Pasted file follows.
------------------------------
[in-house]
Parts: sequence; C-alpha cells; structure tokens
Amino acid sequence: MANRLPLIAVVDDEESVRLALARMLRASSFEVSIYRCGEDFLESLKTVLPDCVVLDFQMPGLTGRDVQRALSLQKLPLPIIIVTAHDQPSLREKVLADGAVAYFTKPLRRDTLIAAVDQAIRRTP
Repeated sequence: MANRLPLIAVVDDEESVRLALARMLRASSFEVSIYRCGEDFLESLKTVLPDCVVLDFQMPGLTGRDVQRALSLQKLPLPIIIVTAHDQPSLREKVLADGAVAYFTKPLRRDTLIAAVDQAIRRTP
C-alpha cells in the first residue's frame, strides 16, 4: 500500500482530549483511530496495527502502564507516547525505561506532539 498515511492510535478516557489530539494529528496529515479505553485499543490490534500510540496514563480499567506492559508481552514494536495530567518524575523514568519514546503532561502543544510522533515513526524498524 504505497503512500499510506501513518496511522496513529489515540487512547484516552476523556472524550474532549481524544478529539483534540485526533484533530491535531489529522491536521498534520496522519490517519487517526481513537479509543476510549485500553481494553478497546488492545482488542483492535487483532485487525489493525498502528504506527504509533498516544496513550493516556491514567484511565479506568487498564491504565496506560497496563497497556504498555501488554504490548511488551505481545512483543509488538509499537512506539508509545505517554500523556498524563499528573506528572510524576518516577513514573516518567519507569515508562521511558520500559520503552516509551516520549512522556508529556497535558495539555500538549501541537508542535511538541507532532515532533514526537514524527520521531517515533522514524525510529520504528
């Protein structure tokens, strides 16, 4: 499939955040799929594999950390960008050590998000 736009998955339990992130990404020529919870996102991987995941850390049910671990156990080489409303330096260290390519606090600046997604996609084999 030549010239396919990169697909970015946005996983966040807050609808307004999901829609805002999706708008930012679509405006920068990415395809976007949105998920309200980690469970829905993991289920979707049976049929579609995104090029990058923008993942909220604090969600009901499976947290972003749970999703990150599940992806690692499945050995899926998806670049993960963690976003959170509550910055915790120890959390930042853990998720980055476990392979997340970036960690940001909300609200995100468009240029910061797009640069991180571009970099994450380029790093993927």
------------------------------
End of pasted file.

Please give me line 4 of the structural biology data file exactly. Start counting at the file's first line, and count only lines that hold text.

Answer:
Repeated sequence: MANRLPLIAVVDDEESVRLALARMLRASSFEVSIYRCGEDFLESLKTVLPDCVVLDFQMPGLTGRDVQRALSLQKLPLPIIIVTAHDQPSLREKVLADGAVAYFTKPLRRDTLIAAVDQAIRRTP